On the occasion of her recent appointment, EFTA had the pleasure of interviewing Eggenberger about her thoughts on her new role and the importance of Liechtenstein’s EFTA membership in an ever-changing world.
Eggenberger is coming from a role as Head of the Community of Chairpersons and Chief of Staff at the World Economic Forum, while simultaneously finishing a PhD in International Affairs and Political Economy at University of St.Gallen with research activities at the London School of Economics and Political Science and University of Cambridge. She has also previously been a visiting researcher at both Princeton University and Harvard University. Eggenberger is replacing the former Minister of Foreign Affairs, Aurelia Frick.
In this exclusive interview Eggenberger talks about possible future challenges for EFTA and the EFTA States, and her thoughts on how Brexit will affect Liechtenstein.
Q: What is your sentiment/motivation for taking up this position?
After having gathered professional experience and completed my doctorate, I am motivated to use my knowledge and competences to the best for Liechtenstein and its population. I have taken over this position with pride, also being conscious of the challenges that await me. In all fields of the Ministry I had the honour of taking over – encompassing justice and culture in addition to foreign affairs – multiple challenges are waiting before the next elections in 2021. I am committed to leave my mark and advance priorities in all these areas.
Q: Which are the strengths and challenges for EFTA and the EFTA States in the years to come?
The strengths of EFTA and its Member States are clear: They form a relatively homogenous group of countries with open and competitive economies and a combined merchandise trade volume of almost 700 billion euros, together promoting free trade and economic cooperation around the globe. At the same time, I am worried about current trends in international relations calling into question multilateral frameworks and the rules-based international order, with strong pressure being applied to free trade by some countries.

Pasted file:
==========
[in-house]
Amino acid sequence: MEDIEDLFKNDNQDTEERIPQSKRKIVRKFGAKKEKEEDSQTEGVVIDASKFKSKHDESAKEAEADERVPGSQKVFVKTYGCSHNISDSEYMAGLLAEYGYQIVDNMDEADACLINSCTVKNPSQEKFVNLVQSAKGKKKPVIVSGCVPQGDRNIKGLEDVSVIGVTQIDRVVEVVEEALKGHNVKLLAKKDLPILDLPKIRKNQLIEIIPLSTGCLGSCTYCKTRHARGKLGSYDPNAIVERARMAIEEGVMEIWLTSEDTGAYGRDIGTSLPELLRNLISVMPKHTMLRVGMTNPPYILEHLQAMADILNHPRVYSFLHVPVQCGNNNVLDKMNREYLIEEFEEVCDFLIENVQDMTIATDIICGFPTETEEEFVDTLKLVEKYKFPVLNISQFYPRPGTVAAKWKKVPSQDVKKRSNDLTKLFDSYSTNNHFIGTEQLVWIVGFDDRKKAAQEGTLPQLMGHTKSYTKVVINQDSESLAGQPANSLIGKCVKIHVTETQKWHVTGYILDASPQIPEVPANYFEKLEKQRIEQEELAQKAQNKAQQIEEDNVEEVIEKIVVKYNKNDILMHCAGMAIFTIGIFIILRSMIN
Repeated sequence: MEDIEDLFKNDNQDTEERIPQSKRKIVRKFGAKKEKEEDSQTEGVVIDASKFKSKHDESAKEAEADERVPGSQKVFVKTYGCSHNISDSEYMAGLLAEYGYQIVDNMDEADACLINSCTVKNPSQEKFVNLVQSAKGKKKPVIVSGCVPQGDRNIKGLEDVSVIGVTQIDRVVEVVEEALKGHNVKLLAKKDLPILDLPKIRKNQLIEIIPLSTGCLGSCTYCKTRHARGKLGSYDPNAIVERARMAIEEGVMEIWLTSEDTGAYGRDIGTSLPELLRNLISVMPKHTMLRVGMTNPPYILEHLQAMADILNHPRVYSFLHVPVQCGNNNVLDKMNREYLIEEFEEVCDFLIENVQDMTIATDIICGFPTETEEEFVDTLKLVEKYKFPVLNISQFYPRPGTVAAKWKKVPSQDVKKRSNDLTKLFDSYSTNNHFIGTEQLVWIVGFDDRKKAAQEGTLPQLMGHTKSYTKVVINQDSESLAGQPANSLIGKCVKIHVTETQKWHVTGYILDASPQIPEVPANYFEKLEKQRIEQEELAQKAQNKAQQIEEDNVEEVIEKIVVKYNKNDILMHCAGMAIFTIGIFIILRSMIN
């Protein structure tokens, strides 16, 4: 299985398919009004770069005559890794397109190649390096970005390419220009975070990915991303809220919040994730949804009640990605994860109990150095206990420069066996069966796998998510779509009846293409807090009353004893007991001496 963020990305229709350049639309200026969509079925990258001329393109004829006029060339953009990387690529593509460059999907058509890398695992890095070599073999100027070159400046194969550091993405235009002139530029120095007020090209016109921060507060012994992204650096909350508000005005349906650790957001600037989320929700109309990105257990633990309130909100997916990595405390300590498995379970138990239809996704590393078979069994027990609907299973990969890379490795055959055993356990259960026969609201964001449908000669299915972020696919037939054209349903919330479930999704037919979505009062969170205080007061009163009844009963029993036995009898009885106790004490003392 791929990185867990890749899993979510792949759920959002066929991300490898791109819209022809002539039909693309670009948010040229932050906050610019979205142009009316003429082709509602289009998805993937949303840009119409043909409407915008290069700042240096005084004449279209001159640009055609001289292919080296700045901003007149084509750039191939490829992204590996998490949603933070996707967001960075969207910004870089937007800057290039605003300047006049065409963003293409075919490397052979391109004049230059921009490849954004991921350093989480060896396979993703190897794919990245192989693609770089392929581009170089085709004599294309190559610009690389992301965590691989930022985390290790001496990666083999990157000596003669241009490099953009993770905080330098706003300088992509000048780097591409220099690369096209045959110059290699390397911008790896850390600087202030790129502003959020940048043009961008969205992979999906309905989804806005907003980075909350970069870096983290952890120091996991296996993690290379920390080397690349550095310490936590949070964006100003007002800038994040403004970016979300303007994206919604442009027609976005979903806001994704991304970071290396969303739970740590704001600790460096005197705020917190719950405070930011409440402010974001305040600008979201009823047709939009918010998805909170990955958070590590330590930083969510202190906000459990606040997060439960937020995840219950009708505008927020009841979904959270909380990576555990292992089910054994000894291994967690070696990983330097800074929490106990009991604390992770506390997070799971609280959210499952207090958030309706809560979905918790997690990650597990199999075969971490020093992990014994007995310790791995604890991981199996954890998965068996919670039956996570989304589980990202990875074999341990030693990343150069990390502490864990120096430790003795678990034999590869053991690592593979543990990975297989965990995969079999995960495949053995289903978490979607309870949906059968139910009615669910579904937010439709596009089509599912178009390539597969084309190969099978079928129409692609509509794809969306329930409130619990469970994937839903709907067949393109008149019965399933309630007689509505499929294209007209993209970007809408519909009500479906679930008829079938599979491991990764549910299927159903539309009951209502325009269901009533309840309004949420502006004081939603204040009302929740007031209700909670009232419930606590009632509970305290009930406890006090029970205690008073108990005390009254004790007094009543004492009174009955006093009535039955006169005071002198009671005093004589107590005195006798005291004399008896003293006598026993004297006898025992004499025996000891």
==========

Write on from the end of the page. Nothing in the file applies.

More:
Q: How important is EFTA membership and the EEA to Liechtenstein?
Together with the Customs and Monetary Union with Switzerland and our WTO membership, the EEA and EFTA’s third country activities form the pillars of Liechtenstein’s foreign economic policy. For a country with a very limited domestic market and a strong export economy, as approximately 40 per cent of Liechtenstein’s GDP comes from the industry sector, it is essential that we have secure, non-discriminatory access to the European Internal Market and other economies around the globe.
The European Union is Liechtenstein’s biggest trading partner. Access to the Internal Market is essential for our export-oriented industry but also for the financial centre, which benefits from EU passporting rights. Furthermore, almost half of the jobs in Liechtenstein are held by EU nationals and Liechtenstein citizens enjoy the four freedoms by living, working or studying in the EU.
Q: As for the EEA, are there any areas for the improvement of the Internal Market that you hope to see in particular?
The Internal Market is at the heart of our EEA cooperation, offering great opportunities for businesses and citizens throughout 31 EEA States. But this cannot be taken for granted and requires constant adjustments to a rapidly changing environment. The full potential of the Internal Market is to be unlocked, especially in the field of services and digitalisation where Liechtenstein has been keen to contribute to the European regulatory process. Smart regulation is one way to remove remaining barriers for cross-border services, but effective enforcement of existing rules is equally important. Liechtenstein remains committed to a well-functioning EEA and we hope that strengthening our common Internal Market will continue to figure high on the agenda of the new EU leadership.
Q: What is the most important area of interest for Liechtenstein when it comes to Brexit?
Liechtenstein’s Government has defined four strategic priorities regarding Brexit: The functioning of the EEA as the closest form of partnership with the EU must be safeguarded; the rights of Liechtenstein citizens and enterprises in the United Kingdom must be protected; a sudden break after Brexit should be avoided; and market access to the United Kingdom should be maintained for Liechtenstein enterprises as far as possible in the future.
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